Don’t ignore positive reviews either. Responding to a nice review of your business with something as simple as a “thank you” could go a long way toward netting a return customer. These sunnier reviews can also be featured on a “customer testimonial” section of the business’ website. It never hurts to show potential customers that others have had positive experiences.

One example of how to handle social online reviews comes from restaurateur Karen Powell. She told Crain’s Chicago Business that when things go wrong, gift cards are offered to customers as an apology after first vetting that the customer has a legitimate beef. Powell also responds to positive reviews, something she calls a human impulse, to tell customers that they have made her day.

Each business will have to create a plan for how to respond to online reviews. However, in every case, it is important to remember that how you treat someone who has spent money on your business will resonate with customers. Treat them nicely and your reputation will precede you. Craft rude, vitriolic responses and this will likely breed more negativity. The choice is yours.

Transparent Communication in the Age of Technology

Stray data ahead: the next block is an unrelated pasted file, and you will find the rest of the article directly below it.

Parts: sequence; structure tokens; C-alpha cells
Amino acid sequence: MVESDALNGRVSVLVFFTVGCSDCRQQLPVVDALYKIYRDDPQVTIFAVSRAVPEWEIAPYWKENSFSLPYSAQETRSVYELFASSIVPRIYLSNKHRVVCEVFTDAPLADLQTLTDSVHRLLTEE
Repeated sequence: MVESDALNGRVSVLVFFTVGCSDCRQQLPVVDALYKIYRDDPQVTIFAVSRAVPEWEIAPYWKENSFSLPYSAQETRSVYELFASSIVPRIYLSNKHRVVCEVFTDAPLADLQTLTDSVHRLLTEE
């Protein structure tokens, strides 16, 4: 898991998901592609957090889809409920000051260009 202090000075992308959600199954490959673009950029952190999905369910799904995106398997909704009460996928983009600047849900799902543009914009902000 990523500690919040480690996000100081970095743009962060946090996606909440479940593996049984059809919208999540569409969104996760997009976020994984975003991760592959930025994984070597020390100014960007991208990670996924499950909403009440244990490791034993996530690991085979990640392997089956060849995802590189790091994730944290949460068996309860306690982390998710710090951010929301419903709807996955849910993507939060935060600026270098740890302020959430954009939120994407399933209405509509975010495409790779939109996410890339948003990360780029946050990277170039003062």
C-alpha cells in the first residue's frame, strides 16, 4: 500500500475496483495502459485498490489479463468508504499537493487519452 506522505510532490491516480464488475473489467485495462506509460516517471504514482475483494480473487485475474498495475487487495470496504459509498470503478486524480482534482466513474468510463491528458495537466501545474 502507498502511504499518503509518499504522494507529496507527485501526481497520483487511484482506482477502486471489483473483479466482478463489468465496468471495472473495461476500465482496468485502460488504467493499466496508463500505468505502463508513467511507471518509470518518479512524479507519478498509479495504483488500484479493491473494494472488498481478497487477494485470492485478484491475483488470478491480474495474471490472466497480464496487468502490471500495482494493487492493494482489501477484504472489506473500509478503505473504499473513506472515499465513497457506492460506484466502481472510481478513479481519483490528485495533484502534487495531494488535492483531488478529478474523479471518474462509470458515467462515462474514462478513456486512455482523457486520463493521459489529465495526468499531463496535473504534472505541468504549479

February 28th, 2014

By Hal Conick

An adage you were told as a child will serve you very well in marketing and advertising.

“Honesty is the best policy.”

Scott Monty, the head of digital communications for Ford Motor Company, wrote in The Guardian that the business world currently operates in an age when privacy is fleeting. A company secret can go from being known by a select few people to thousands within milliseconds. If the secret is insidious enough, thousands can turn to millions in the blink of an eye.

This is where being forthright as a best practice pays off. Many organizations have already taken transparency to heart. Openness with the public and most importantly its own base of customers has become a higher priority for companies of all sizes.